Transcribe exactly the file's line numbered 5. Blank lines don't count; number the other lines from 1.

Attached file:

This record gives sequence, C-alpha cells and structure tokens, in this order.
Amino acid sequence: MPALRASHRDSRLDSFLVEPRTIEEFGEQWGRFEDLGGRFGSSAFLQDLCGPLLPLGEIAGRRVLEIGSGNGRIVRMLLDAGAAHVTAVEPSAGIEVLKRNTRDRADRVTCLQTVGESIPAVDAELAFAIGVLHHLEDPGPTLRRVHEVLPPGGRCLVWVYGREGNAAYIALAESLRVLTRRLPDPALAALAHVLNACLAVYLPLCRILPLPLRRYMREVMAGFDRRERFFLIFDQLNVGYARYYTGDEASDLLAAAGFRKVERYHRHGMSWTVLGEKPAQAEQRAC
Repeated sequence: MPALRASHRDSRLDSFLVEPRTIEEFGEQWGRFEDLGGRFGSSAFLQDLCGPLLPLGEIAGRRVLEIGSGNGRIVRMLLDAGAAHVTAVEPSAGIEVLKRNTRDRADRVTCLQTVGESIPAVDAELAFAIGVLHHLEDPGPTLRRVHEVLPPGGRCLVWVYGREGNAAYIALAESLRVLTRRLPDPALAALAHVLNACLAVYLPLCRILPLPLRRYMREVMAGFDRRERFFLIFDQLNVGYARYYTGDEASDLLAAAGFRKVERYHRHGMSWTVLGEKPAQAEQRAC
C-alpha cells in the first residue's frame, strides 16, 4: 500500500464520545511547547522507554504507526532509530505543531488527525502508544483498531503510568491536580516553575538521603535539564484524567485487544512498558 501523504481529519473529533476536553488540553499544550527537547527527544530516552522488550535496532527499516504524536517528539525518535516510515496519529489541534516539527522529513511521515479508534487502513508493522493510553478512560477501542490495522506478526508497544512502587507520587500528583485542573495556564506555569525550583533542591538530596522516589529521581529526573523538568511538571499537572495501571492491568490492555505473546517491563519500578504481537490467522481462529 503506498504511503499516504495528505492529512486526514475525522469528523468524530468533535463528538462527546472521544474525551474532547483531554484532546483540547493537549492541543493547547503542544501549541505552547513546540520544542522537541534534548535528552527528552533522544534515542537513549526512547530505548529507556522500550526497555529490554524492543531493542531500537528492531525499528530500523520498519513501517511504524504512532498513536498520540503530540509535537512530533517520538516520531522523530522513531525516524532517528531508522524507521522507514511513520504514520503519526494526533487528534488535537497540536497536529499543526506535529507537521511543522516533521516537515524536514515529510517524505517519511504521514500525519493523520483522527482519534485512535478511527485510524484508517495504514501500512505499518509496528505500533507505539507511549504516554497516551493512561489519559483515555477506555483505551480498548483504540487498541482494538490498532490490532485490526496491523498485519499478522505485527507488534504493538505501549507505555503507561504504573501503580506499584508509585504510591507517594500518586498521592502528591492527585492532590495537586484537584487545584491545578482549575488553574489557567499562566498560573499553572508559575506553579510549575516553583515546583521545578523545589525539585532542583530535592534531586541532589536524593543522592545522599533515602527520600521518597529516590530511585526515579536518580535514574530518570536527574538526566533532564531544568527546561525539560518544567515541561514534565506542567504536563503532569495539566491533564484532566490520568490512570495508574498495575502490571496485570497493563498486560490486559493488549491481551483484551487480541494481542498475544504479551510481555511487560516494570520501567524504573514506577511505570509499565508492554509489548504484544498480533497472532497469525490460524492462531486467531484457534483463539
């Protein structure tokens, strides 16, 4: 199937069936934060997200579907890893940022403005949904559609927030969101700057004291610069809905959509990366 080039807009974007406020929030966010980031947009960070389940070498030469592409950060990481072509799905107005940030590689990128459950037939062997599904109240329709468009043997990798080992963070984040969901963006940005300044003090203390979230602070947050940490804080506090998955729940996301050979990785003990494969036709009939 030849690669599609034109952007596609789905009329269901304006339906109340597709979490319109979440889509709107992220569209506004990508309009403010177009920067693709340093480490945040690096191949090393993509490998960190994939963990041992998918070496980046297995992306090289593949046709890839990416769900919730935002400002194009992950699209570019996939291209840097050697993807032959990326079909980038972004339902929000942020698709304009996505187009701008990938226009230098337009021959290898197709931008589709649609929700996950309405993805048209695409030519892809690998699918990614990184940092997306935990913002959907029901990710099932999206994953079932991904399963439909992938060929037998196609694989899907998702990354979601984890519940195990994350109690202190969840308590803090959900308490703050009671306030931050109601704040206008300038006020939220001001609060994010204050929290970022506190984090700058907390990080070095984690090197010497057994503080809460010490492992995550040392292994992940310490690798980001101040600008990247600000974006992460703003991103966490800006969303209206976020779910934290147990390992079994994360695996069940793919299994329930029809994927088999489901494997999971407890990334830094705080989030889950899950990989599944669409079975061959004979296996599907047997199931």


């Protein structure tokens, strides 16, 4: 199937069936934060997200579907890893940022403005949904559609927030969101700057004291610069809905959509990366 080039807009974007406020929030966010980031947009960070389940070498030469592409950060990481072509799905107005940030590689990128459950037939062997599904109240329709468009043997990798080992963070984040969901963006940005300044003090203390979230602070947050940490804080506090998955729940996301050979990785003990494969036709009939 030849690669599609034109952007596609789905009329269901304006339906109340597709979490319109979440889509709107992220569209506004990508309009403010177009920067693709340093480490945040690096191949090393993509490998960190994939963990041992998918070496980046297995992306090289593949046709890839990416769900919730935002400002194009992950699209570019996939291209840097050697993807032959990326079909980038972004339902929000942020698709304009996505187009701008990938226009230098337009021959290898197709931008589709649609929700996950309405993805048209695409030519892809690998699918990614990184940092997306935990913002959907029901990710099932999206994953079932991904399963439909992938060929037998196609694989899907998702990354979601984890519940195990994350109690202190969840308590803090959900308490703050009671306030931050109601704040206008300038006020939220001001609060994010204050929290970022506190984090700058907390990080070095984690090197010497057994503080809460010490492992995550040392292994992940310490690798980001101040600008990247600000974006992460703003991103966490800006969303209206976020779910934290147990390992079994994360695996069940793919299994329930029809994927088999489901494997999971407890990334830094705080989030889950899950990989599944669409079975061959004979296996599907047997199931």